Travelling the world to install vacuum pumps in the fishing industry
A senior supervisor at Havyard/MMC, Asbjørn travels as much as 200 days a year. It is a requirement from nearly all ship owners and shipyards that only pumps from Samson Pumps in Denmark be installed in their ships
Meet Asbjørn Tråseth
Aged 41, married and father of two children – a daughter of 16 and a son of 20 – Asbjørn lives in Fosnavåg, Norway (about 1 1/2 hours south of Ålesund). Asbjørn has been working for Havyard/MMC for the past 17 years. A senior superviser at Havyard/MMC, Asbjørn travels the world and is sometimes away for up to 200 days a year. Asbjørn manages the pool of travelling installers who work on other continents, but he is extremely active on the assembly front himself. Over the years, Havyard/MMC has produced and installed vacuum systems in ships all over the world – especially in Chile, Norway, Japan, Australia, Turkey and Denmark.
Havyard makes and installs vacuum systems in ships and trawlers to suck up and transport live herring, mackerel, and salmon. Liquid ring vacuum pumps are indispensable in this process as other pump systems are not suitable to transport live fish. As all cargo is sold for human consumption it is important not to damage the fish. From the cargo area, the catch is sucked into a vacuum tank and from there, the pressure of the vacuum pump transports the fish directly to the production area for further processing. The unique technology of liquid ring pumps offers a pressure capacity of up to 3 bars and a vacuum level as low as 100mb. In certain parts of the world, the trawlers are too big for the ports which mean that the catch must be hoisted 7-8 meters and transported across a distance of between 3-400 meters.
Large trawlers can accommodate up to 800 tons of fish, and with fish factories processing up to 60 tons/hour, the minimum capacity of the pumps must match this capacity. With a capacity of up to 80 tons/hour, the pumps are extremely efficient and largely maintenance-free. Only seals and gaskets need replacing every four years.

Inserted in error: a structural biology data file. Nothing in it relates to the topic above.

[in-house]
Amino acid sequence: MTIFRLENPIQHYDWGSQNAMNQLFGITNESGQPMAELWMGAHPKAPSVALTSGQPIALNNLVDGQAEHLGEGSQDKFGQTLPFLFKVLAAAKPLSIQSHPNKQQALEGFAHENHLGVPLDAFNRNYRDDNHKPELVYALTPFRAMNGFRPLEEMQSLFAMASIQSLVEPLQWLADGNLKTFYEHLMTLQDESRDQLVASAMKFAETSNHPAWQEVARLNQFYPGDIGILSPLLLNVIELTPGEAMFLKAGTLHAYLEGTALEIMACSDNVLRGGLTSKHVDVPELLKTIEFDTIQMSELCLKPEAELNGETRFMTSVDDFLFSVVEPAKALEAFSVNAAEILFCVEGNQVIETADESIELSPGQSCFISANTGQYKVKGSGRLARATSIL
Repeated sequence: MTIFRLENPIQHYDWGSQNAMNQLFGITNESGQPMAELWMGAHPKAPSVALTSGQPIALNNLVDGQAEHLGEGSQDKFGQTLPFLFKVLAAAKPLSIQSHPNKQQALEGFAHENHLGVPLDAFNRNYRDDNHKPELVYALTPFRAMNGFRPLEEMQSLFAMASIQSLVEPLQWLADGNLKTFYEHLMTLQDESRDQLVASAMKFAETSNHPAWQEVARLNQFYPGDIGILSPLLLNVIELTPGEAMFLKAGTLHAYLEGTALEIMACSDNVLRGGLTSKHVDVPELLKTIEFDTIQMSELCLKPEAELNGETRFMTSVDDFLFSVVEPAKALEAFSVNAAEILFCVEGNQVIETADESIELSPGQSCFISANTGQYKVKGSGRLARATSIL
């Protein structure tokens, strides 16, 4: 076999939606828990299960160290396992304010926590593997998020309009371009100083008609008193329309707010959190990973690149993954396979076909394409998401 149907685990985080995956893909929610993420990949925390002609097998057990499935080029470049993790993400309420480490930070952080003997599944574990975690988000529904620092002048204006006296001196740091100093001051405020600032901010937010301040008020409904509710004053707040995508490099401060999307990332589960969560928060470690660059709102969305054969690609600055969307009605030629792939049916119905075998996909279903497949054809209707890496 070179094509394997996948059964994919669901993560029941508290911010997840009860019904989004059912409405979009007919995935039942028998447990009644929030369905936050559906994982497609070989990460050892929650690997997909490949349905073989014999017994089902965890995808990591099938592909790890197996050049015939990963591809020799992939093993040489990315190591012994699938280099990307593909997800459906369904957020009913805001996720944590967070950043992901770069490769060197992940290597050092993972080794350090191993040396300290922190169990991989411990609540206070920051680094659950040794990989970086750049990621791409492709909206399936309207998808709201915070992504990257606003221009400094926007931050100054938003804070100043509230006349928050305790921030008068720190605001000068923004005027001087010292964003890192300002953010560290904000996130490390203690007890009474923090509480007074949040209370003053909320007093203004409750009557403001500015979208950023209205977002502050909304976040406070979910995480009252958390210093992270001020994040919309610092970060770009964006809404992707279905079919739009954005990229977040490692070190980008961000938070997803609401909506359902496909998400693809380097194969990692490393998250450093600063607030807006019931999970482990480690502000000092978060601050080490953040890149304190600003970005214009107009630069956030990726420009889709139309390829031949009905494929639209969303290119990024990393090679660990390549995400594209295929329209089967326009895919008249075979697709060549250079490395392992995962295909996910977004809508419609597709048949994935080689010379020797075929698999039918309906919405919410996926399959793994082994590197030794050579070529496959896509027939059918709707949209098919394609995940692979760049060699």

Right now, Asbjørn works on a trawler project in Spain that could take up to 5 months to complete. In comparison, a typical vacuum system in itself takes only 4-5 weeks to install. Asbjørn travels to the shipyard and has the Fosnavåg factory deliver all the components, either by ship or lorry. Once all mechanical parts are in place, Asbjørn is joined by an electrician and a programmer from home, and together they have the project completed and ready for start-up in about a week’s time. Once the project in Spain has been completed, Asbjørn is going to Larvik in Norway to prepare a trawler for salmon fishing in the Norwegian fjords. Larvik may be a Norwegian destination, but it is still a long way from home for Asbjørn who cannot just go home after a working day of often 12-15 hours.
Puerto Mont, 2010.
Asbjørn was in Chile to install a vacuum system. During the day, there had been discussions around the risks of both an earthquake and a volcano erupting. That night however, Asbjørn felt the entire hotel tremble. A 9.0 magnitude earthquake had hit Chile and the damages were immense. With no electricity or transport, Asbjørn was stranded for over a week. Finally, he took a bus to the airport where he found the check-in counter set up in the parking lot. In 2011, Asbjørn had been in the city of Hachionohe in Japan to install a vacuum system at Thyms, a large fish processing plant. Asbjørn was supposed to go back to Japan on 13 March but heard on the evening news two days earlier how a devastating tsunami had hit the coast of Japan. The devastation was enormous, and the entire factory that Asbjørn had worked on had been destroyed.